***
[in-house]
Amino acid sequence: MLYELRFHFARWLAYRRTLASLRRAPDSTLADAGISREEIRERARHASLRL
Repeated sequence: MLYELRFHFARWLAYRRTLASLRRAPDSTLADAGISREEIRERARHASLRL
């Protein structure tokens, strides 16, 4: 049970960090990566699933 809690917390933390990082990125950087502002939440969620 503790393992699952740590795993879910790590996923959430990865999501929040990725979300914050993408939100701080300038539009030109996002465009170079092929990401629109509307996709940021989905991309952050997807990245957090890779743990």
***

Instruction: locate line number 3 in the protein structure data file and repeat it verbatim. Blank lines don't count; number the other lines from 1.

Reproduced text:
Repeated sequence: MLYELRFHFARWLAYRRTLASLRRAPDSTLADAGISREEIRERARHASLRL